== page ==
Who is howard gardner?

Howard Gardner

Howard Earl Gardner (born July 11, 1943) is an American developmental psychologist who is the John H. and Elisabeth A. Hobbs Professor of Cognition and Education at the Harvard Graduate School of Education at Harvard University, Senior Director of Harvard Project Zero and author of over twenty books translated into thirty languages. He is the son of Ralph Gardner and Hilde Weilheimer (Hilde Gardner since her marriage to Ralph Gardner). Since 1995, he has been the co-director of the GoodWork Project. He is best known for his theory of multiple intelligences, as outlined in his book Frames of Mind: The Theory of Multiple Intelligences (1983). He received the Prince of Asturias Award 2011 in Social Sciences for the development of this theory.

Read more about Howard Gardner.

Some articles on howard gardner:

Human Intelligence - Other Theories - Multiple Intelligences
... Howard Gardner's theory of multiple intelligences is based on studies not only of normal children and adults but also by studies of gifted individuals (including so-called "savants"), of ... This led Gardner to break intelligence down into at least a number of different components ... A major criticism of Gardner's theory is that it has never been tested, or subjected to peer review, by Gardner or anyone else, and indeed that it is unfalsifiable ...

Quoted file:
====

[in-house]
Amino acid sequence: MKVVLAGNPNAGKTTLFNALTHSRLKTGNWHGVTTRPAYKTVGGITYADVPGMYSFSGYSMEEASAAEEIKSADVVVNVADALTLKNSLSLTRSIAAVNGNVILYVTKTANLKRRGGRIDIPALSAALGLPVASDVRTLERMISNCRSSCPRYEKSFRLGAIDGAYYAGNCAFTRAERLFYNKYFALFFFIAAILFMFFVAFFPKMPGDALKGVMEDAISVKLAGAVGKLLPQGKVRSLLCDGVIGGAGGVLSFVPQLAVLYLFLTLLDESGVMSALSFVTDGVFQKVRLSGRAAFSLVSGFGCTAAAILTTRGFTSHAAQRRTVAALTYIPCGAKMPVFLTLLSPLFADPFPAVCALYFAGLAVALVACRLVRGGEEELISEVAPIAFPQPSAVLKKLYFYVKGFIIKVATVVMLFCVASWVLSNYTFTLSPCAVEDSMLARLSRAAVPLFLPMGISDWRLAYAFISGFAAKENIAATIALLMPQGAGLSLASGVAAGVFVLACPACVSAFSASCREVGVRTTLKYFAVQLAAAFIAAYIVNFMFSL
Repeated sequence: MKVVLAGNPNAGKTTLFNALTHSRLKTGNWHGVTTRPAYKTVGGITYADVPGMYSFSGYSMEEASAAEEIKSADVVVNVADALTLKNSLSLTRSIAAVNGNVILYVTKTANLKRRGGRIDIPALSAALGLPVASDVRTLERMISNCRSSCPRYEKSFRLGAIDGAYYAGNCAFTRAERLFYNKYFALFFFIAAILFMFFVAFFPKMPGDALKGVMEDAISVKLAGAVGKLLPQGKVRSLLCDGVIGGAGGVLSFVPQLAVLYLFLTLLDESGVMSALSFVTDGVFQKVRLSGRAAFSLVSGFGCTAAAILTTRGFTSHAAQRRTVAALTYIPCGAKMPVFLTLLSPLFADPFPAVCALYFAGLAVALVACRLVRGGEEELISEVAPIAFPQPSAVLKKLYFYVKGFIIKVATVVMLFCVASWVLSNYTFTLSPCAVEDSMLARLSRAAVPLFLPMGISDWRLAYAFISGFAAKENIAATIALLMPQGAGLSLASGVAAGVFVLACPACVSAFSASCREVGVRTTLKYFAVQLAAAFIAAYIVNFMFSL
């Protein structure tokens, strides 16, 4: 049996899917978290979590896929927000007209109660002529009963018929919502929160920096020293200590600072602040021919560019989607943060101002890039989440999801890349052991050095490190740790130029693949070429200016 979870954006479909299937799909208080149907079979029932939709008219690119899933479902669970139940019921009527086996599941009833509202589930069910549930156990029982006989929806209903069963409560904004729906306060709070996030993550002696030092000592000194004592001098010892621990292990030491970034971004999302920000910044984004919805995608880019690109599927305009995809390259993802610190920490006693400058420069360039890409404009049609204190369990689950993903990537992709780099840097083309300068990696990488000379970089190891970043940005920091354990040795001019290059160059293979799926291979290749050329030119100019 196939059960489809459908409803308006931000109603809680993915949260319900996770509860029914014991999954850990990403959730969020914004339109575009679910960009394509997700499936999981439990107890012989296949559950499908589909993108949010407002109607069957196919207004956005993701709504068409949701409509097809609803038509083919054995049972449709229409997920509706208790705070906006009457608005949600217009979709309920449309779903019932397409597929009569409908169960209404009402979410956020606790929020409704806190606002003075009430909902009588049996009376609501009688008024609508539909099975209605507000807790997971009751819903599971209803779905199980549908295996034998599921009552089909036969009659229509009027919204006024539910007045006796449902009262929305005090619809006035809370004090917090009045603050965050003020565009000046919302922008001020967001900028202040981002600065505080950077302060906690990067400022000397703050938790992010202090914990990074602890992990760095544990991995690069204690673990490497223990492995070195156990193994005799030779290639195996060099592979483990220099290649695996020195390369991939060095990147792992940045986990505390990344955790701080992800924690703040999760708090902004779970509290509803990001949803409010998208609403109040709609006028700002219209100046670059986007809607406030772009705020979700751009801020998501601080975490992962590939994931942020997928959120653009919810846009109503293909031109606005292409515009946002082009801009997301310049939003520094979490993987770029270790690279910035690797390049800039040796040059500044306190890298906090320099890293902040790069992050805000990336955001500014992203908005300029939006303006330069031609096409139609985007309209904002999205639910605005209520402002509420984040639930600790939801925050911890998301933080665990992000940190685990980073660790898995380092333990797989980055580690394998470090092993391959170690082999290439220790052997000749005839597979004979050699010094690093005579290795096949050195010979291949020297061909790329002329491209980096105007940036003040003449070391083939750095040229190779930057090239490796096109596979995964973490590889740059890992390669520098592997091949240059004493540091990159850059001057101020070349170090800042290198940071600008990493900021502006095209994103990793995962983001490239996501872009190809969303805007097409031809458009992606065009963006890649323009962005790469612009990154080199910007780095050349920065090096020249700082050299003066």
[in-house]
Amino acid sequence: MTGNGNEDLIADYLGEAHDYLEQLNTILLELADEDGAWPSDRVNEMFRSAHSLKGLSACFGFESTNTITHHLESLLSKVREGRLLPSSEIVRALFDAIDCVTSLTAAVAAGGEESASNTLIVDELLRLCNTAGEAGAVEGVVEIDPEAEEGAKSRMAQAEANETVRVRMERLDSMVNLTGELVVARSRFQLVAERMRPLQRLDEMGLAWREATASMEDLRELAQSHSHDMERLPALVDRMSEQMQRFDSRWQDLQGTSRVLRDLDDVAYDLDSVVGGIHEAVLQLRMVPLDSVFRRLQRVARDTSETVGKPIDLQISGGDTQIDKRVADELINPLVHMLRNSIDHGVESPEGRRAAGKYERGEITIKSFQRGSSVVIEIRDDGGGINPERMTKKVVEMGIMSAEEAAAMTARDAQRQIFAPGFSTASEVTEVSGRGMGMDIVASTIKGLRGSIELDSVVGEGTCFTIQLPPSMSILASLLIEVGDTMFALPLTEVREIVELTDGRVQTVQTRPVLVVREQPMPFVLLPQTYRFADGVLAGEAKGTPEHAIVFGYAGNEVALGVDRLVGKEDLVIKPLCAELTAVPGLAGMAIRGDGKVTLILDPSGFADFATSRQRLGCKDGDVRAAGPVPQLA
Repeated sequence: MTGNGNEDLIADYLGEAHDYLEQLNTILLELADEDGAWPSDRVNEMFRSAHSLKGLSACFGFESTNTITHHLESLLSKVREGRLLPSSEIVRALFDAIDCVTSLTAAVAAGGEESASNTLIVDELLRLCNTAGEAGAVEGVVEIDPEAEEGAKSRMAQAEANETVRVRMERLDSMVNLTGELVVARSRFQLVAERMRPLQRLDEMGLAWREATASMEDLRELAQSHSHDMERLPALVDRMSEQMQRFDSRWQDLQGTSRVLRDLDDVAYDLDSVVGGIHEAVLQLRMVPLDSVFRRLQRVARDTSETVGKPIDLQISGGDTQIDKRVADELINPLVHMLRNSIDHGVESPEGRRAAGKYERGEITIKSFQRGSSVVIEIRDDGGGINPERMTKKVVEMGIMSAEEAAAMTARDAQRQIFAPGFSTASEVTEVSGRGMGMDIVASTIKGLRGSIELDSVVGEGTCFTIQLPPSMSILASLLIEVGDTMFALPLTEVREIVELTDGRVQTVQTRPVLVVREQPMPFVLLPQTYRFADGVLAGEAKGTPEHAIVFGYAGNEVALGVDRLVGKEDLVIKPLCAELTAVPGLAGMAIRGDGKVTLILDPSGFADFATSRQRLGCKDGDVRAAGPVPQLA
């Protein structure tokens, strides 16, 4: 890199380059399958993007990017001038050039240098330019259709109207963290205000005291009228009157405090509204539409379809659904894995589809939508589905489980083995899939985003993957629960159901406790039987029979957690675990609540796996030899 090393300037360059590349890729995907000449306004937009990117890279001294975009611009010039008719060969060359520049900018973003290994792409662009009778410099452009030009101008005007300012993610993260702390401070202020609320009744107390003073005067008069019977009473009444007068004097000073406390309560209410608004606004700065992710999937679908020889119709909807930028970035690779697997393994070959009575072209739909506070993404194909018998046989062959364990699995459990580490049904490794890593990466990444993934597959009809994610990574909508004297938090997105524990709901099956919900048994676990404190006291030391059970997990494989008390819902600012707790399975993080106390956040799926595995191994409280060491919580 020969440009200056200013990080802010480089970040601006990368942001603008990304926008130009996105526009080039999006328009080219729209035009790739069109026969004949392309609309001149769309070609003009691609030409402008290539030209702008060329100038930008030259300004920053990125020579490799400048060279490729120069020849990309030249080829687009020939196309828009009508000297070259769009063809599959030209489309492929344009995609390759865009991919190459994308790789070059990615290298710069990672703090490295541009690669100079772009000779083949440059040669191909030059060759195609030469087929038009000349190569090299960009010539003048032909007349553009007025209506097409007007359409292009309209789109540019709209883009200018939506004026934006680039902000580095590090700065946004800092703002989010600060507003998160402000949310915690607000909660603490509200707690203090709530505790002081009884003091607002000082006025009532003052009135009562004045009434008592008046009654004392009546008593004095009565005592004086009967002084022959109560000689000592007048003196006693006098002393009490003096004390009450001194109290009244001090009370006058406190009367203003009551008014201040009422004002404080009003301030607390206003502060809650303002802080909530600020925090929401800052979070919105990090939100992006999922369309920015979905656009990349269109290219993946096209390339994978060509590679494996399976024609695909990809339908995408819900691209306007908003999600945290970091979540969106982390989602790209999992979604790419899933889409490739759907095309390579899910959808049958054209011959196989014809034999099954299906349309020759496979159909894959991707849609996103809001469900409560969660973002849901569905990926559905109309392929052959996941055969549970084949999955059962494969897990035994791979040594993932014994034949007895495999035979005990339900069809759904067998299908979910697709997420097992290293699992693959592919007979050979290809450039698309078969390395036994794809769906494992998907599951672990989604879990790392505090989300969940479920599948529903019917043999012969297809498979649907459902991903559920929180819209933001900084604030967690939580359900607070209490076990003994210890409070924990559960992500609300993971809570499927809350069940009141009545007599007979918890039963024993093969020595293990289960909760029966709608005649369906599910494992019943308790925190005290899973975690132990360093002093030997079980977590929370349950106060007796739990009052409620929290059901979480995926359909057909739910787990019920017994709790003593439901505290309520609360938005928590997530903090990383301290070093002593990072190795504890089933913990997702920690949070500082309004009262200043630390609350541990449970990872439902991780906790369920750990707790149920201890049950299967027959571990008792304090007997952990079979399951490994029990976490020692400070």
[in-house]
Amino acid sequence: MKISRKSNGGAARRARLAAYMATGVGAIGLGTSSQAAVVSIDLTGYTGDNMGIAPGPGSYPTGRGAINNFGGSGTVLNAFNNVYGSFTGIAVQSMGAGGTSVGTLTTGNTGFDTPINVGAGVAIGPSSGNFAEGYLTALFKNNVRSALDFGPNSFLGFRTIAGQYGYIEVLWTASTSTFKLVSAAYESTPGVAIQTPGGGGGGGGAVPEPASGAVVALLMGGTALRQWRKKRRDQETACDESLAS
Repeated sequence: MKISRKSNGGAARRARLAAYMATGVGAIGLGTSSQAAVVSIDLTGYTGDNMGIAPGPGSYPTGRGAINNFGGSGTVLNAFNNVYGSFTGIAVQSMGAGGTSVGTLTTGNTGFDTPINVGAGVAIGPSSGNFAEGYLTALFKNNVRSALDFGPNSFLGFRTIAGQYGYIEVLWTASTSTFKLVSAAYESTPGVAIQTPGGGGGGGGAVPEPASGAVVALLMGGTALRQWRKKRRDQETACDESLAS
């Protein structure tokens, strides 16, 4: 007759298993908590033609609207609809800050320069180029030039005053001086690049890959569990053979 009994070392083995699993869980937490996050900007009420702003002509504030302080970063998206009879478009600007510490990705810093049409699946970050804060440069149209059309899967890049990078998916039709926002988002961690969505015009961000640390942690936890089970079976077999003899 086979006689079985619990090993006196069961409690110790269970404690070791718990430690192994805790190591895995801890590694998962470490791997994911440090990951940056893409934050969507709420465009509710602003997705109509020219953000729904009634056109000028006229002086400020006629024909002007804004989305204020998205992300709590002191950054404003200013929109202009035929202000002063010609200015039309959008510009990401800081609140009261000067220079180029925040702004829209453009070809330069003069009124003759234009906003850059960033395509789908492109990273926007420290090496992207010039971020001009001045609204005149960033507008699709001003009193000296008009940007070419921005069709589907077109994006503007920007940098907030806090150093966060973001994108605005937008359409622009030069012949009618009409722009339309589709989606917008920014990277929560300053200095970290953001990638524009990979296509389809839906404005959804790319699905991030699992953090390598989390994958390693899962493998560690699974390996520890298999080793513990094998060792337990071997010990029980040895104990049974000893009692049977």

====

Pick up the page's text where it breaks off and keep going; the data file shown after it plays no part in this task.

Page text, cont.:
Howard Gardner - Achievements and Awards
... Gardner was the recipient of a MacArthur Prize Fellowship in 1981 and in 1990 he became the first American to receive the University of Louisville ...

Famous quotes containing the words gardner and/or howard:

    We should spend less time ranking children and more time helping them to identify their natural competencies and gifts and cultivate these. There are hundreds and hundreds of ways to succeed and many, many different abilities that will help you get there.
    —Howard Gardner (20th century)

    We shall have to begin all over again. [Taft hoped that] the Senators might change their minds, or that the people might change the Senate; instead of which they changed me.
    —William Howard Taft (1857–1930)